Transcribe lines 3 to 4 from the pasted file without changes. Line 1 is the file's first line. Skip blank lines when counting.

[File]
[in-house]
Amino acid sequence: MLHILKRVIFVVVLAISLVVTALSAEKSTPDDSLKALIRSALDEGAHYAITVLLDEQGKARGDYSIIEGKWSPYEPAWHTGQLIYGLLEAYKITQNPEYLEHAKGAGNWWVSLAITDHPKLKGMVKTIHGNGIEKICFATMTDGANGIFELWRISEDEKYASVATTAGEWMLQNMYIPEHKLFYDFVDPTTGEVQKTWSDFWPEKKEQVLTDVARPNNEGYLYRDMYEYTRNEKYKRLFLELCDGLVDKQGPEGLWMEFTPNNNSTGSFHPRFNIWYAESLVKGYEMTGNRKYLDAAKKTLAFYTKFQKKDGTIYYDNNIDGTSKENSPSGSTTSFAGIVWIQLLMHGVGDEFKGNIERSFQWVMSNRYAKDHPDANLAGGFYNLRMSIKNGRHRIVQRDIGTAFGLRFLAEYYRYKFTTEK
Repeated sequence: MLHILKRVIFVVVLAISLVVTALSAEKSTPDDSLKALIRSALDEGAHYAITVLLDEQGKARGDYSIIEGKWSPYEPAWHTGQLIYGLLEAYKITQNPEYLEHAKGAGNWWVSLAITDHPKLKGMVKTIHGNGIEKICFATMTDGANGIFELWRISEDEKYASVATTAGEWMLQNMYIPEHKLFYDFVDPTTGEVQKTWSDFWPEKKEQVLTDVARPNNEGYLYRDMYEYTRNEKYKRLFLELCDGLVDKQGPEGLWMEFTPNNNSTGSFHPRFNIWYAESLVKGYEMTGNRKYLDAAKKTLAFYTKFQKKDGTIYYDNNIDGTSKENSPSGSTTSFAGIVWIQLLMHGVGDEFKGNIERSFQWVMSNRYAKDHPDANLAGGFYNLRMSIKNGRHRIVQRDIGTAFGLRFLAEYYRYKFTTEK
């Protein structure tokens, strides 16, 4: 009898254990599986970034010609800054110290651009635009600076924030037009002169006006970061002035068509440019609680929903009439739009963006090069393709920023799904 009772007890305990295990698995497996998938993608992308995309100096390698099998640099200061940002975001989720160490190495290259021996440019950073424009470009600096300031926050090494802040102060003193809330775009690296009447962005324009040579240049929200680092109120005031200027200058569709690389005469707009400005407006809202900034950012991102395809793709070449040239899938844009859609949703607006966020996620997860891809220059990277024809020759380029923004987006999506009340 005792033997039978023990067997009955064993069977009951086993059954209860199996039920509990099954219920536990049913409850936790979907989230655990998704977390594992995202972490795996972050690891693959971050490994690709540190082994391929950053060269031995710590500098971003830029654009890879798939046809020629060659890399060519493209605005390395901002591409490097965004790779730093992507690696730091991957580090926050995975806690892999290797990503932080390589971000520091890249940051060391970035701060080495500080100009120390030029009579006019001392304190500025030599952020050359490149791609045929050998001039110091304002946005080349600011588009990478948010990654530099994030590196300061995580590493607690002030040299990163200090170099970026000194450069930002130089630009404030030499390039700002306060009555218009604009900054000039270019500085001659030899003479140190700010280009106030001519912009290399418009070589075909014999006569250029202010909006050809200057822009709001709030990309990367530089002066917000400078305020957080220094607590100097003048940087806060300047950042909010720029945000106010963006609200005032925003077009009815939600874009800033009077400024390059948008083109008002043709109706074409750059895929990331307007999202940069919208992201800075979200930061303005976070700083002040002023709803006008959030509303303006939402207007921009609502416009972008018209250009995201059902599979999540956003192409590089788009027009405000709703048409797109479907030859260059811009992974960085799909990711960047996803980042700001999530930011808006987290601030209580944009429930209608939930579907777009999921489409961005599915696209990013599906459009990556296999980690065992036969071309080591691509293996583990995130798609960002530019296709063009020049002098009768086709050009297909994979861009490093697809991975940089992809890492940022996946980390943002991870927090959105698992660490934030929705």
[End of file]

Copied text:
Repeated sequence: MLHILKRVIFVVVLAISLVVTALSAEKSTPDDSLKALIRSALDEGAHYAITVLLDEQGKARGDYSIIEGKWSPYEPAWHTGQLIYGLLEAYKITQNPEYLEHAKGAGNWWVSLAITDHPKLKGMVKTIHGNGIEKICFATMTDGANGIFELWRISEDEKYASVATTAGEWMLQNMYIPEHKLFYDFVDPTTGEVQKTWSDFWPEKKEQVLTDVARPNNEGYLYRDMYEYTRNEKYKRLFLELCDGLVDKQGPEGLWMEFTPNNNSTGSFHPRFNIWYAESLVKGYEMTGNRKYLDAAKKTLAFYTKFQKKDGTIYYDNNIDGTSKENSPSGSTTSFAGIVWIQLLMHGVGDEFKGNIERSFQWVMSNRYAKDHPDANLAGGFYNLRMSIKNGRHRIVQRDIGTAFGLRFLAEYYRYKFTTEK
């Protein structure tokens, strides 16, 4: 009898254990599986970034010609800054110290651009635009600076924030037009002169006006970061002035068509440019609680929903009439739009963006090069393709920023799904 009772007890305990295990698995497996998938993608992308995309100096390698099998640099200061940002975001989720160490190495290259021996440019950073424009470009600096300031926050090494802040102060003193809330775009690296009447962005324009040579240049929200680092109120005031200027200058569709690389005469707009400005407006809202900034950012991102395809793709070449040239899938844009859609949703607006966020996620997860891809220059990277024809020759380029923004987006999506009340 005792033997039978023990067997009955064993069977009951086993059954209860199996039920509990099954219920536990049913409850936790979907989230655990998704977390594992995202972490795996972050690891693959971050490994690709540190082994391929950053060269031995710590500098971003830029654009890879798939046809020629060659890399060519493209605005390395901002591409490097965004790779730093992507690696730091991957580090926050995975806690892999290797990503932080390589971000520091890249940051060391970035701060080495500080100009120390030029009579006019001392304190500025030599952020050359490149791609045929050998001039110091304002946005080349600011588009990478948010990654530099994030590196300061995580590493607690002030040299990163200090170099970026000194450069930002130089630009404030030499390039700002306060009555218009604009900054000039270019500085001659030899003479140190700010280009106030001519912009290399418009070589075909014999006569250029202010909006050809200057822009709001709030990309990367530089002066917000400078305020957080220094607590100097003048940087806060300047950042909010720029945000106010963006609200005032925003077009009815939600874009800033009077400024390059948008083109008002043709109706074409750059895929990331307007999202940069919208992201800075979200930061303005976070700083002040002023709803006008959030509303303006939402207007921009609502416009972008018209250009995201059902599979999540956003192409590089788009027009405000709703048409797109479907030859260059811009992974960085799909990711960047996803980042700001999530930011808006987290601030209580944009429930209608939930579907777009999921489409961005599915696209990013599906459009990556296999980690065992036969071309080591691509293996583990995130798609960002530019296709063009020049002098009768086709050009297909994979861009490093697809991975940089992809890492940022996946980390943002991870927090959105698992660490934030929705």